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GenFu is a library you can use to generate realistic test data. It is composed of several property fillers that can populate commonly named properties through reflection using an internal database of values or randomly created data. You can override any of the fillers, give GenFu hints on how to fill them.
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README.md

GenFu

http://genfu.io/

Build status

GenFu is a library you can use to generate realistic test data. It is composed of several property fillers that can populate commonly named properties through reflection using an internal database of values or randomly created data. You can override any of the fillers, give GenFu hints on how to fill them.

GenFu is all about smartly building up objects to use for test and prototype data. It will walk your object graph and fill in the properties on your type with realistic looking data.

Use GenFu's static methods to new up new objects for testing, design-time data or seeding a database.

GenFu runs on AspNetCore50 and can run anywhere core can run.

Installation

GenFu is on NuGet so you can easily add it to your project from the Package Manager Console:

install-package GenFu 

Example Usage

Let's say you have a Person class like so:

    class Person
    {
        public string FirstName { get; set; }
        public string LastName { get; set; }
        public string Title { get; set; }
        public int Age { get; set; }
        public int NumberOfKids { get; set; }
		
		private string _middleName;
		public void SetMiddleName(string name){ _middleName = name; }
    }

And you want a new instance of Person. With GenFu, you just do this:

    var person = A.New<Person>();

Tada! Your person is now filled with all the data you could ever dream of!

But Wait!

"I don't need no stickin' person! I need a whole list of them!

Easy-peasy lemon squeezy, my friend! Ask for a list instead of a single instance like so:

    var people = A.ListOf<Person>();

There...you have 25 people, this is the default in a list.

"Yeah, sure, fine, but they have to be between the ages of 19 and 25!"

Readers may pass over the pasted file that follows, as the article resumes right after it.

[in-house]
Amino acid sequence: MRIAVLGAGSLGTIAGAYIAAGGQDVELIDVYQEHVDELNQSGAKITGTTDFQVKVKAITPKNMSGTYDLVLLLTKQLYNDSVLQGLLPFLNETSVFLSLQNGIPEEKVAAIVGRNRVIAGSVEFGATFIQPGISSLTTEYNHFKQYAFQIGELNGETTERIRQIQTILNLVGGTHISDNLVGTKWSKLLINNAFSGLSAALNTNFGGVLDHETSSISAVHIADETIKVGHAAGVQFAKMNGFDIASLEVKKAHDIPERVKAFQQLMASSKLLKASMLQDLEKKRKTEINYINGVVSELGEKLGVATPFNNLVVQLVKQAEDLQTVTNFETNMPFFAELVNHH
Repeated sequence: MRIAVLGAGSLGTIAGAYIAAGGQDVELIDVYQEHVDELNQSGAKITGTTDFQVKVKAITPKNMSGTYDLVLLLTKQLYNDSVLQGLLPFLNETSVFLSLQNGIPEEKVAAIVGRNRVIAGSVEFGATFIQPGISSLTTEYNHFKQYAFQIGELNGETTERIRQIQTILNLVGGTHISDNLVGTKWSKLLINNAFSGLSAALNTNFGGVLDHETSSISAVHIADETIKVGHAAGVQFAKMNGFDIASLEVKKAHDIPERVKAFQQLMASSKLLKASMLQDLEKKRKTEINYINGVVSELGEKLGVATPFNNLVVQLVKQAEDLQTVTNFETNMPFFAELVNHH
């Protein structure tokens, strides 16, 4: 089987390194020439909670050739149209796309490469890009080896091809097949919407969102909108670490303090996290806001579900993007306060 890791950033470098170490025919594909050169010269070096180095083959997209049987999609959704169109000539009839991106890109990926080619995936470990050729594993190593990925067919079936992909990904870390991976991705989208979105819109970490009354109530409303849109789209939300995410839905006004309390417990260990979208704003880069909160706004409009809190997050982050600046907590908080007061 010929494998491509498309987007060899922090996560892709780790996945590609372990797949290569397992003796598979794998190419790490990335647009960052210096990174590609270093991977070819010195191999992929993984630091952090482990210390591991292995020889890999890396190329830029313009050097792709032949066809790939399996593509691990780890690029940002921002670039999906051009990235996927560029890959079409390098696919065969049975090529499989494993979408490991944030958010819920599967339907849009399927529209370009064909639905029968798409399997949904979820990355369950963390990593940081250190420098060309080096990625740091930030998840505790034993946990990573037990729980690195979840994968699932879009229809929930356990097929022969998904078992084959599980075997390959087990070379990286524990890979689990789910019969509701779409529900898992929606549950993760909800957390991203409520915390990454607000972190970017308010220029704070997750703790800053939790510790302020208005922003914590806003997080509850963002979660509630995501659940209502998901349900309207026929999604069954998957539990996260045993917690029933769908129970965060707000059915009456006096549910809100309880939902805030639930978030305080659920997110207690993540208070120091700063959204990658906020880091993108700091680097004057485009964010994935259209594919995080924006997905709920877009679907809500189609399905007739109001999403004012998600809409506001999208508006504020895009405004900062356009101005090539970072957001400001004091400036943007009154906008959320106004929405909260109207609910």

Cool beans, my brother or sister. Here's how GenFu rolls:


    GenFu.Configure<Person>()
        .Fill(p => p.Age)
        .WithinRange(19, 25);
    var people = A.ListOf<Person>();

And you're off to the races! Don't worry, I won't tell your boss how long that took. ;)

Custom Property Fillers

If you want to control how the property is set, you can use your own function (anonymous or otherwise) to do so.

    var blogTitle = "GenFu";

    GenFu.Configure<BlogPost>()
        .Fill(b => b.Title, () => { return blogTitle; })
    
    var post = A.New<BlogPost>();

Method Fillers

If your project uses one-parameter setter methods, you can use GenFu too!

    GenFu.Configure<Person>()
        .MethodFill<string>(x => x.SetMiddleName(null))
    var post = A.New<Person>();

You can use any of the helper methods with setter methods, just like with properties.

Note: Unlike properties, GenFu will not automatically poke data into any methods found. That sounds a little too risky! So if you want GenFu to use your setter methods, specify each method you'd like filled.

More To Come

GenFu was originally created by James Chambers, David Paquette and Simon Timms under the name AngelaSmith.

We are continuing to add more features, such as:

  • Better support for object self-awareness (think of an email address lining up with a first name/last name or username)
  • Additional property fillers
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